Economic approaches and policy measures have been central to the sustainability debate, e.g. current debates on carbon taxes or the valuation of biodiversity. In this class, students will develop a profound understanding of the major sustainability concepts in the central sustainability-related economic schools of thought and apply this knowledge by evaluating core economic policy recommendations.
After reviewing fundamental definitions and concepts of sustainability, we will start the course by looking at core models of environmental and natural resource economics. Environmental and natural resource economics is based upon the neoclassical idea of welfare optimisation, including an "optimal" level of pollution. In the class, we will go through examples of how such an optimisation is done and we will discuss its conceptual approach and main assumptions.
Ecological economics, as the second major school of thought, partly builds upon environmental and natural resource economics, but largely criticises its narrow approach, its view of nature as well as of the theory of human behavior. In the second quarter of the course, we will study this critique and fundamental concepts of ecological economics, dealing with absolute natural limits, questions of intergenerational justice and time. In the second half of the class, we will use both approaches to understand and evaluate core economic strategies for sustainability.
The third part of the class will be about economic policy instruments for the environment (EPIs) such as taxes, emission trading schemes, bans or information measures. We will evaluate the quality of different EPIs against the core goals of environmental and ecological economics. To this end, we will look at empirical studies analysing their impact and we will discuss examples of how studies of human behavior can be used to improve these policy instruments.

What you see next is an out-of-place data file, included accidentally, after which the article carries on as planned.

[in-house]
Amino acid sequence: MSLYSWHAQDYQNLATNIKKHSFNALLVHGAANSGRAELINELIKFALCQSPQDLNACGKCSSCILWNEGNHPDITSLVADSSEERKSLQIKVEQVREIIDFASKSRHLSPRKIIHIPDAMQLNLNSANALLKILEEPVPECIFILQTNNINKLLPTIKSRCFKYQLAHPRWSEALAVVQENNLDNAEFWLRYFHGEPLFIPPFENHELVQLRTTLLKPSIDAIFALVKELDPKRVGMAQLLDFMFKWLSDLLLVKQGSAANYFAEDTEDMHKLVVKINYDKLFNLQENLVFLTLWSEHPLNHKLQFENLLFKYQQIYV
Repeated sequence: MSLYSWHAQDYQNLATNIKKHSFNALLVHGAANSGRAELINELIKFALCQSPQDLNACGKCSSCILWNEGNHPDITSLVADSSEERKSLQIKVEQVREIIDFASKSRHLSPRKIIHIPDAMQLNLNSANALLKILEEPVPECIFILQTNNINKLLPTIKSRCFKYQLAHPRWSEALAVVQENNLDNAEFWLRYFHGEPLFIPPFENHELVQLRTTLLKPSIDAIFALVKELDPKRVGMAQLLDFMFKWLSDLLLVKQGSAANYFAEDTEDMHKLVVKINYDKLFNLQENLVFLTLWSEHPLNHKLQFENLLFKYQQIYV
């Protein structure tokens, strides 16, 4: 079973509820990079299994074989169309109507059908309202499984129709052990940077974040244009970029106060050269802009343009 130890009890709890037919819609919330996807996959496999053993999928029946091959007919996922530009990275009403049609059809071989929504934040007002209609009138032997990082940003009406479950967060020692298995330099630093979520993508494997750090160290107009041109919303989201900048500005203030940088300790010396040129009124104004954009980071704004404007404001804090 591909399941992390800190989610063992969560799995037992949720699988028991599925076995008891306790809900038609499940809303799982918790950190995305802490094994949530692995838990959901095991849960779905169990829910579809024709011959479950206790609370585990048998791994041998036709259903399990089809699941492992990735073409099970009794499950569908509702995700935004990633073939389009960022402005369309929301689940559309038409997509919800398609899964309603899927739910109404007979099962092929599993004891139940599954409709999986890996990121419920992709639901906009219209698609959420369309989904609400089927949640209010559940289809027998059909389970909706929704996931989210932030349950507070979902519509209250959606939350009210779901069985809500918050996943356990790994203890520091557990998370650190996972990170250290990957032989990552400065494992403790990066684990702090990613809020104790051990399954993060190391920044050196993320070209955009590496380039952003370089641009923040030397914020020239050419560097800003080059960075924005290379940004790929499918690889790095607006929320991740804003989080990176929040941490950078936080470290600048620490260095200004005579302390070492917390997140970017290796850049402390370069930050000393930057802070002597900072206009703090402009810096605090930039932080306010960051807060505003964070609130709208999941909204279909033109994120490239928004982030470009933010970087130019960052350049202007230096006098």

In the last part of the class, we will delve into ecosystem services assessment and valuation (ESAV), another heavily debated topic in sustainability economics and policy. In simple terms, many economists believe we would not over-use nature, if it were valued according to its contribution to human welfare. Based upon case-studies, we will again use concepts of environmental and ecological economics to discuss possibilities and limits of ESAV, we will study different methods used to value nature and we will develop strategies of how to use valuation in order to manage specific ecosystems. Students will make team presentations in the sessions on policy instruments and valuation. Additional grading tools are a final essay (max. 3.000 words per student), in which students further develop their presentation topics, and homework-assignments.
This is a 2nd year elective with a Security and Sustainability concentration. It can be taken in place of C8 Economics II, for students who completed GRAD-C7adv Advanced Economics during the Fall 2019 semester. If you took GRAD-C7 Economics I Intro and received a recommendation, you may also take this elective in place of C8 Economics II. Please note that in each course we have designated spots for both 1st year students and 2nd year students. As with all electives, 2nd year students with the respective area of concentration will get preference within the designated spots for 2nd year students.
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